Once you have set the date range for your specific time period, it’s time to look at the data. To keep things simple, I’ve chosen to look at a single week of data instead of week-over-week data.

The overview dashboard shows you the most important information in this section, which is true for all three of these categories. The Overview shows you:

  1. The number of users who visited your site within the time period
  2. The number of new vs. returning users
  3. The number of sessions visitors initiated (A session equals one visit. One user can be responsible for many sessions.)
  4. The number of sessions per user
  5. The total number of pageviews for your site
  6. The average number of pages viewed per session
  7. The average length of time for a session
  8. The bounce rate or single page visits (A user landed on a page and then left the site without visiting any other pages.)

Audience overview dashboard in Google Analytics

The other subcategories for the Audience category can provide insight into the gender and age of users (Demographics) and location and language (Geo).

The real gem is what you can do with this info. For example, are your users located where you think they are? At EVG, we have visitors from around the world since we’re a global company. But every website is accessible to a global audience. The location screen breaks down where your visitors are located.Audience location data in Google Analytics

During one week in August, we had 63 visits (sessions) from users located in the UK. If I click on the UK link, I can see more information about the region they’re from. More importantly, I want to know what pages those UK visitors viewed. In order to do that, I need to set a secondary dimension to filter that data. I can do this by clicking on the Secondary Dimension menu. Scroll down to “Behavior” under More dimensions and choose “Page.” Audience page visits by location in Google Analytics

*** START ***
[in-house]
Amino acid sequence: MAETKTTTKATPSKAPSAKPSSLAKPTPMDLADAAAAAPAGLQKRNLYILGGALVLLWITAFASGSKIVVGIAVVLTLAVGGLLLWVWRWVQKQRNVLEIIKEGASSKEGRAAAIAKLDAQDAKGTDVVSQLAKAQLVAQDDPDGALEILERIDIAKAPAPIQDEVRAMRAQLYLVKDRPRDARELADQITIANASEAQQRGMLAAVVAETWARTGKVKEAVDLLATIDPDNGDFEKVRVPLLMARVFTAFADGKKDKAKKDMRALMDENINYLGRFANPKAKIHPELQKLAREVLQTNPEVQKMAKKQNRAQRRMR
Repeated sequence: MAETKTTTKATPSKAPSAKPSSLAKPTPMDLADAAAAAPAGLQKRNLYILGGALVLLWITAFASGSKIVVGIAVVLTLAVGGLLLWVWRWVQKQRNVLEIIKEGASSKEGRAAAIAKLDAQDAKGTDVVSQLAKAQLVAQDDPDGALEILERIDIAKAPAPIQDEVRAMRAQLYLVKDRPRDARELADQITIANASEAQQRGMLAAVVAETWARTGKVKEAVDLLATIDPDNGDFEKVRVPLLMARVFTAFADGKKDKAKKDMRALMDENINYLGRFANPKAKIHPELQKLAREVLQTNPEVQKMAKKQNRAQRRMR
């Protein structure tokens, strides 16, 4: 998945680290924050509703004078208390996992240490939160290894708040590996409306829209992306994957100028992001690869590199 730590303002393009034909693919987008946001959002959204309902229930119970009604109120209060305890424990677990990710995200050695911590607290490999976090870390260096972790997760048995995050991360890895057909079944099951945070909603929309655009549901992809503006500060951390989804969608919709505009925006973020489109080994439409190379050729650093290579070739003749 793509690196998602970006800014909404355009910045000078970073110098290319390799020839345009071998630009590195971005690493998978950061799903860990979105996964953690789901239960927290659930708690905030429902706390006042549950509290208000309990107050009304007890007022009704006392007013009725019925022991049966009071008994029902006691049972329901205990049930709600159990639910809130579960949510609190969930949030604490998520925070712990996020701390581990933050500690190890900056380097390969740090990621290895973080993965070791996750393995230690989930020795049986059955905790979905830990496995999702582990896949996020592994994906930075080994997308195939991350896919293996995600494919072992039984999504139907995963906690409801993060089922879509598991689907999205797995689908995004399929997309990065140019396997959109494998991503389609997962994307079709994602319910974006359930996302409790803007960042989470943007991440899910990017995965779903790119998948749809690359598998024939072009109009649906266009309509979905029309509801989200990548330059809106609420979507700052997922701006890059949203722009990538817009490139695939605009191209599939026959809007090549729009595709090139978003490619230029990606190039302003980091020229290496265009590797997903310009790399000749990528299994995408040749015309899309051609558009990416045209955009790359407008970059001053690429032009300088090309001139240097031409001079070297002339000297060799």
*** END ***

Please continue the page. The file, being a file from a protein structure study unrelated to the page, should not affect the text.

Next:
The results show that these UK visitors are consuming EVG’s blog content. My next step might be to compare that to previous time periods to see if the audience visits the blog or other pages. Those secondary dimensions can be used on any of the categories of data to learn more about your audience. But how do you acquire those visitors? That’s the third category we’ll examine.

Acquisition Data

If you’re a small business owner, growing your audience is important. You’re probably running ads, improving SEO on your website, and creating social media posts or newsletters to build an audience or drive brand awareness. The acquisition category is one way to measure how effective your efforts are to drive more traffic to the website.

As with the Audience category, the overview for acquisition presents a breakdown of where your site traffic comes from. In the example below, the majority of traffic to the EVG website is from users who followed an organic search results link. Acquisition overview dashboard on Google Analytics

Organic search (not ads) accounts for 771 visits, or 55% of the site’s traffic during the week I’m reviewing. Direct visits (users typing in the URL or using a bookmark) are responsible for 349 visits, or 25% of the site’s traffic.

To see the specific sources of visitor traffic, click on the All Traffic link just below Overview in the left navigation menu, which will open a list of four options. Then click on the Source/Medium link (arrow) to see the specific sources. Data on the source of your traffic in Google Analytics

To find the specific websites your users came from, click the Referrals link instead.

You can use the Google Ads or Social sections of the menu in this category to see visits from those sites.

Why is this information useful? Seeing the hard numbers of who reached your site because of a digital ad, an organic search, or a link on another website helps you understand what’s working and what’s not working.

Understanding Your Audience’s Behavior

Last but not least, let’s talk about Behavior. Like the other two categories, the overview page gives you the most important details at a glance. Unless you’re publishing content daily or running an ad campaign, it’s easier to spot the trends by looking at data for a full month.